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The Tower, The Zoo, and The Tortoise by…

The Tower, The Zoo, and The Tortoise

by Julia Stuart

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88811515,140 (3.73)99
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This story is set in the Tower of London complex occupied by the Beefeaters, who act as tourist guides and guards. It is a whimsical telling of the lives of two main characters, Beefeater Warden Balthazar Jones and his wife Hebe. During the reign of Queen Victoria, there was a menagerie of animals kept at the Tower complex, but these animals were later housed at London Zoo. A decision was made to rehouse at the Tower those animals given the Queen as gifts, and Balthazar Jones is chosen as keeper of this new menagerie. Heaven forbid that any animal might die and cause an international incident with the country that had gifted it.
Hebe Jones works at the Lost Property Office where she and her fellow attendant, Margaret, deal with all sorts of lost property and attempt to locate the owners. They obviously have a very large storeroom as there are dozens of wheelchairs, a canoe, magicians’ box, urn of ashes, and thousands of other items stored there, every item and its location carefully logged in handwritten registers.
Woven in among the main characters are a collection of minor, and equally absorbing, characters both at the Tower and the Lost Property office.
But this story isn’t really about the Tower zoo or the Lost Property office. It is about the grief that Balthazar and Hebe Jones are dealing with following the sudden and unexpected death of their eleven-year-old son Milo. This is a story of hope and acceptance wrapped in a delightful collection of characters and events.
( )
  IMSauman | Dec 31, 2018 |
I wanted to like this book but somehow I felt something was missing. There were some funny moments, for sure, but overall seemed not quite as charming as described. I fretted for the animals, who seemed poorly cared for. The characters felt flat and I never really cared about them. The turtle was not present for the bulk of the book. Yet, most readers loved the story! What did I miss?? ( )
  melanieklo | Jul 25, 2018 |
Funny?!? Not so much. I didn't care about the characters, even though their son had died (that was the only mystery). Never finished the book because I didn't care. ( )
  sraelling | May 6, 2018 |
I think this book was a read-a-like to [b:Ella Minnow Pea|16200|Ella Minnow Pea|Mark Dunn|https://d.gr-assets.com/books/1388190688s/16200.jpg|2454636] and I'd agree that they have a similar style. Both are full of zany characters and subtle (or not subtle) humour, some absurdity. They're light on the surface but have a comment on life below the surface. Nothing heavy, but enjoyable, slightly whimsical. An easy pleasant read. ( )
  LDVoorberg | Dec 3, 2017 |
Balthazar Jones is a Beefeater at the Tower of London, where he lives with his wife Hebe and the tortoise that has been in the family for over a century. Ever since the death of his son, he and his wife have not been able to talk of Milo and Balthazar has the odd habit of collecting rainwater, much to Hebe's chagrin. But their lives carry on until the fateful day when the equerry gives Balthazar a new assignment: the queen's animals are going to be relocated from the London Zoo to the Tower, and Balthazar will now be in charge of their care.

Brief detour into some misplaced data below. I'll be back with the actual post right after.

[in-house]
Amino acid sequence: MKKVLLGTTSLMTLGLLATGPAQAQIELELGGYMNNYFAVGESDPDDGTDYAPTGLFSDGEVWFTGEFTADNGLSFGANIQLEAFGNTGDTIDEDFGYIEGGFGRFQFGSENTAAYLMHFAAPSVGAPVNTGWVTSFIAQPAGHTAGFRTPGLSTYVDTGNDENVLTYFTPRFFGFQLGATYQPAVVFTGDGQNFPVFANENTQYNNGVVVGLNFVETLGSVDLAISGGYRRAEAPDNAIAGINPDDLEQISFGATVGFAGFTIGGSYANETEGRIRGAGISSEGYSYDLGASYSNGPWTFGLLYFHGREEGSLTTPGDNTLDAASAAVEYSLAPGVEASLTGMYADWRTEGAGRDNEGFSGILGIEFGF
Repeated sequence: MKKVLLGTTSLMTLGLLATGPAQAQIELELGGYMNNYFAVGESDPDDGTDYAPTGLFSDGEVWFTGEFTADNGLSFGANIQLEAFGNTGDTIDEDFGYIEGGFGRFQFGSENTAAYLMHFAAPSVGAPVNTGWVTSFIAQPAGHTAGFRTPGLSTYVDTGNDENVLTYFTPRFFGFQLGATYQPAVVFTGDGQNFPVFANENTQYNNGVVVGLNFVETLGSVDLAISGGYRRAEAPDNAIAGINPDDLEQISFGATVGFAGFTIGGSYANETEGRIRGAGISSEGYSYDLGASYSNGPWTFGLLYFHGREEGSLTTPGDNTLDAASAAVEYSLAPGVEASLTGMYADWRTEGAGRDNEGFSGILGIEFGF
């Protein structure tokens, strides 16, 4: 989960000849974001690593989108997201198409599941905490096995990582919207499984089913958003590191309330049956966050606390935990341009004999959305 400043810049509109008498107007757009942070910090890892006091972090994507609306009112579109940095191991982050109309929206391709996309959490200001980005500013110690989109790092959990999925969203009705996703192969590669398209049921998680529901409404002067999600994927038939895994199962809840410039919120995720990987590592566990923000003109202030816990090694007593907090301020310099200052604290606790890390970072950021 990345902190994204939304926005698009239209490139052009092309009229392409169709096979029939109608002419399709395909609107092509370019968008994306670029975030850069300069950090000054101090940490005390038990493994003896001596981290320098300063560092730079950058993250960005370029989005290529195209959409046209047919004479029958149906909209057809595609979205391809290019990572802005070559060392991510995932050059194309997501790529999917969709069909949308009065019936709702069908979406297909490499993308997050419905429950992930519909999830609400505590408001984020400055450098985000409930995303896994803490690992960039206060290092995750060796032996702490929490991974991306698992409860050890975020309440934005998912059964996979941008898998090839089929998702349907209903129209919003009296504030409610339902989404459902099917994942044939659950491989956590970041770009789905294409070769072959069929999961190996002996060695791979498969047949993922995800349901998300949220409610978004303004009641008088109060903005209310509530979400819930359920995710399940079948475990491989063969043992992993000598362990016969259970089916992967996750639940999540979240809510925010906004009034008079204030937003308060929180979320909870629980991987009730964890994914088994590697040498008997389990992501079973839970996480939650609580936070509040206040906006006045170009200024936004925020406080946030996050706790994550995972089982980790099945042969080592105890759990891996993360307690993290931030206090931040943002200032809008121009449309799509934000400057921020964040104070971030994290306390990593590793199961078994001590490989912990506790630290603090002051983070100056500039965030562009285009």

This is a quiet sort of humorous story about quirky characters that kind of creeps up on you with how much their lives end up mattering to you as a reader. Several different characters - Hebe and her co-worker at the Lost Property Office, the chaplain Septimus, and Ruby Dore the landlady at the Beefeater's pub - have their own side stories that intersect with Balthazar's as he navigates the challenges of animal husbandry and grief for his loss. ( )
  bell7 | May 20, 2017 |
Showing 1-5 of 116 (next | show all)
The ancient and sinister Tower of London that lures more than 2 million visitors a year would be an inspiration for any writer, especially one with the kind of whimsical imagination from which sprouts a world of ravenous ravens and a 181-year old tortoise called Mrs. Cross whose tail has been replaced by a parsnip.

Not to mention a Beefeater who collects exotic rain, patronizes a tower tavern called The Rack and Ruin and the ghost of Sir Walter Raleigh, who pollutes the place by his nightly smoking.

Ms. Stuart has concocted a marvelous confection of a book in which she writes of a unique cast of characters. The occupants of the royal menagerie, established in the tower in the 13th century, range from a royal polar bear that fished for salmon in the Thames to a golden snub-nosed monkey with titian hair christened the duchess of York.

What could have been heavy-handed whimsy has in this writer’s hands become a charming spoof that portrays the life and rather tragic times of Balthazar Jones, overseer of the tower’s royal menagerie and a man whose living quarters, while historic, provide evidence of just how uncomfortably damp life could be in the good old days.